Damnable Costs of FINRA Expungement

March 20, 2017

Let's imagine that a traffic agent wrote a parking ticket but transposed two numbers on the license. Lucky you: You open your mail and find out that you were mistakenly issued a $100 parking ticket at a time when you knew that you were actually driving your car to work. The ticket says that you double parked a lightning-blue Ford F-150 truck but you own a carmine-red Porsche 718 Boxster. How the hell could anyone confuse those two? In order to appeal the ticket, you're forced to cough up a $1,575 court filing fee. After you prove that the ticket was wrongly issued and the judge rules in your favor, the court not only refuses to refund your filing fee but also charges you $2,250 for conducting the hearing by which you were exonerated! Okay, sure, they rip up the $100 parking ticket.

In a recent Financial Industry Regulatory Authority expungement arbitration, the victorious claimant proved that his industry record was tarnished by inappropriate regulatory disclosures. Notwithstanding, FINRA kept his filing fees and also charged him for the time three arbitrators spent hearing his case and then exonerating him. Talk about adding insult to injury. BrokeAndBroker.com Blog publisher Bill Singer thinks that FINRA should refund and forgive those charges.

Case In Point

In a Financial Industry Regulatory Authority ("FINRA") Arbitration Statement of Claim filed in December 2015, associated person Kesterson, appearing pro se, sought an expungement of a previously filed arbitration claim made by public customers, Jim and Judy Pinegar. 

In that earlier customer arbitration, the Pinegars did not name Kesterson but had named both Lincoln Financial Distributors, Inc. (Kesterson's former employer) and another financial advisor. Kesterson asserted that he had never even met the Pinegars and was referenced in their case solely as a result of his wholesaler role at Lincoln Financial. In their Answer, the Respondents Pinegars indicated that they did not oppose Kesterson's request for an expungement and they:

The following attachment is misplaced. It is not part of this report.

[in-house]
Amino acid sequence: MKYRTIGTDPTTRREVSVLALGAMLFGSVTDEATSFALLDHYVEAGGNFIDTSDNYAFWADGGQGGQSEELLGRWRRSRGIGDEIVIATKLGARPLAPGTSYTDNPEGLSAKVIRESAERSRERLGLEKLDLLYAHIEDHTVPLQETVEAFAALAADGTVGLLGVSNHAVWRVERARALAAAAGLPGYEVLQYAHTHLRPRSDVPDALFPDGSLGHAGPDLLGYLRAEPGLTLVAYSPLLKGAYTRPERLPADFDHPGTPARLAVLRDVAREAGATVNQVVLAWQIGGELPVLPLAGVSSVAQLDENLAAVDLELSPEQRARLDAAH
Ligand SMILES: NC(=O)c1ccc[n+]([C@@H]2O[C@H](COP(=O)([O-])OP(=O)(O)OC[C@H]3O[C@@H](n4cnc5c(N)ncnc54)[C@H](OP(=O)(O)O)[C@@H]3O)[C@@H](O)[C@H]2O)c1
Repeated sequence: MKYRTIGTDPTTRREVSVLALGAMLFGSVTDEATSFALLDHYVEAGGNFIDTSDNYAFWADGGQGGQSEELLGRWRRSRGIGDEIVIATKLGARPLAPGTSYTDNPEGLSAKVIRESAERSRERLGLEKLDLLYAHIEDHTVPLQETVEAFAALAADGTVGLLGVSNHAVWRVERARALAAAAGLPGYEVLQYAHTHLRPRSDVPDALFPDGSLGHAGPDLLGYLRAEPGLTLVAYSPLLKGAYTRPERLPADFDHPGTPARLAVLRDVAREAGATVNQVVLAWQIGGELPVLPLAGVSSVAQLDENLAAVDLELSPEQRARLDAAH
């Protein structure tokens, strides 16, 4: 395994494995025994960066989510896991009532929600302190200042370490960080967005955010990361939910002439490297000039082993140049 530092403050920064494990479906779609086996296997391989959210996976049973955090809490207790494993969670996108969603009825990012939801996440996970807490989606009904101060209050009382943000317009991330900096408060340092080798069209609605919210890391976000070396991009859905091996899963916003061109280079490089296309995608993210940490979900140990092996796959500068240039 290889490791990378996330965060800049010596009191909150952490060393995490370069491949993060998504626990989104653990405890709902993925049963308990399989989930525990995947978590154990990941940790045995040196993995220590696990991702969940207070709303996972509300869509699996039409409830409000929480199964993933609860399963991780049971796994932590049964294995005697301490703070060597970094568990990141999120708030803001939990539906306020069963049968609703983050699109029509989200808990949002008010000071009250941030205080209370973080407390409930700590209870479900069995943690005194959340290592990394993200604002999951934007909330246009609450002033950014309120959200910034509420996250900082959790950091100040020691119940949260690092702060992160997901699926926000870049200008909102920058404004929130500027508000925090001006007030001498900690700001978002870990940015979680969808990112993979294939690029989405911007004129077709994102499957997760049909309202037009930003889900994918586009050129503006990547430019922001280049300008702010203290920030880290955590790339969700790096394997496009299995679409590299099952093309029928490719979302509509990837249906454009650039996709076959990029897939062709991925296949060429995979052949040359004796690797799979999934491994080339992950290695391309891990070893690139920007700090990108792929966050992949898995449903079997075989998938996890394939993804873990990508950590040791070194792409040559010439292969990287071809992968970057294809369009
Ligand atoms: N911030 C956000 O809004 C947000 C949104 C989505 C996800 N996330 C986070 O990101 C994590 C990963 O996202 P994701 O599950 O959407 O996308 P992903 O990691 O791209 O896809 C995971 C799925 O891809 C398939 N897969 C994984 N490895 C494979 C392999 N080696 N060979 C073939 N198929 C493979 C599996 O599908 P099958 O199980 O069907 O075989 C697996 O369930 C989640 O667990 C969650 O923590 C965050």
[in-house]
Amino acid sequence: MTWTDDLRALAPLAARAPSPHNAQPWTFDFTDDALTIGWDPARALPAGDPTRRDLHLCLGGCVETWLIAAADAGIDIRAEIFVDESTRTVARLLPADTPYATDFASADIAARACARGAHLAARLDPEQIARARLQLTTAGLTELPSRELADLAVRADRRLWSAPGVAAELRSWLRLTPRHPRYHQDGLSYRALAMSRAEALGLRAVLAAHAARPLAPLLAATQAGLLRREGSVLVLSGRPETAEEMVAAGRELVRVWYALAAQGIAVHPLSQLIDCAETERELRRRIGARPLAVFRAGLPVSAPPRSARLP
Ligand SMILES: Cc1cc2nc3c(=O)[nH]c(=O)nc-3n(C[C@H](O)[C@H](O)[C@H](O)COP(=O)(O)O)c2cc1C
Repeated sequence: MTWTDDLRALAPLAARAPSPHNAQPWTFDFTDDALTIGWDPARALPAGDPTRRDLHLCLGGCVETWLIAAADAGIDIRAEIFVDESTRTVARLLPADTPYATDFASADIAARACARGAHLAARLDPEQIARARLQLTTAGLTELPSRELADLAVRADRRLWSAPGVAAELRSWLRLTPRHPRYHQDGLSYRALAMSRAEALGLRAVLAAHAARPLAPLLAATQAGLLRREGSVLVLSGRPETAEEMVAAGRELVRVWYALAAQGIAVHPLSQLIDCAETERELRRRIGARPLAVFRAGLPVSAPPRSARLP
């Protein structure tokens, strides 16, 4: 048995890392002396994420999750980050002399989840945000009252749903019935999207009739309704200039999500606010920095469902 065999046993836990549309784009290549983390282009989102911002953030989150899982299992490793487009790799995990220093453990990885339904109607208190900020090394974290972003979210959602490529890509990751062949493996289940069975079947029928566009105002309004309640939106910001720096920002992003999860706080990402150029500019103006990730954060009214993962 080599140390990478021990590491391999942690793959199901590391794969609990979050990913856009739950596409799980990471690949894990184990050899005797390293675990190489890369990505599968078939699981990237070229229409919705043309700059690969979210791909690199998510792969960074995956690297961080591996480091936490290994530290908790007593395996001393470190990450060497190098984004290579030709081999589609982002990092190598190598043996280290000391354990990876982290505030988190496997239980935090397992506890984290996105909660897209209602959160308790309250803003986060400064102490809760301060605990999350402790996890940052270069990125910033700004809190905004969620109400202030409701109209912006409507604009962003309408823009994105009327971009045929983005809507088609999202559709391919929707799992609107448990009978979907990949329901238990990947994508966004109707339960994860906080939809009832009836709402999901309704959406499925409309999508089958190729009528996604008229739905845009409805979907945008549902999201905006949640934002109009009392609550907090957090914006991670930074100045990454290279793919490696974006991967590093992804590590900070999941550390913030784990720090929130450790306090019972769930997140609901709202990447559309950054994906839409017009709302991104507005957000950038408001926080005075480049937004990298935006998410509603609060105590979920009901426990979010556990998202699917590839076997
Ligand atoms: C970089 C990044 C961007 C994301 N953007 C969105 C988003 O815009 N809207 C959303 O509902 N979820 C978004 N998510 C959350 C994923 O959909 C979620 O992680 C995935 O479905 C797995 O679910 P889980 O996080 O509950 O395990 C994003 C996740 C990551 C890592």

confirmed that they never had personal contact with Claimant, that all of the information came from a separate associated person, and that Claimant was not named as a party in their previous arbitration claim.

Claimant Kesterson sought the expungement from his record of all references to the Pinegars' arbitration and reimbursement for the filing fees that he incurred in filing for the expungement. In the Matter of the FINRA Arbitration Between Shawn Thomas Kesterson, Claimant, vs. Jim Pinegar and Judy Pinegar, Respondents (FINRA Arbitration 16-00018, March 3, 2017).

We Ain't Payin'

Notwithstanding the admissions in Respondents Pinegars Answer as to the lack of any contact between them and Kesterson, their concession that all investment information was provided to them but another associated person, and their decision to not even name Kesterson as a respondent in their arbitration, they objected to Claimant Kesterson's request for damages and argued that all forum fees should be assessed solely against him.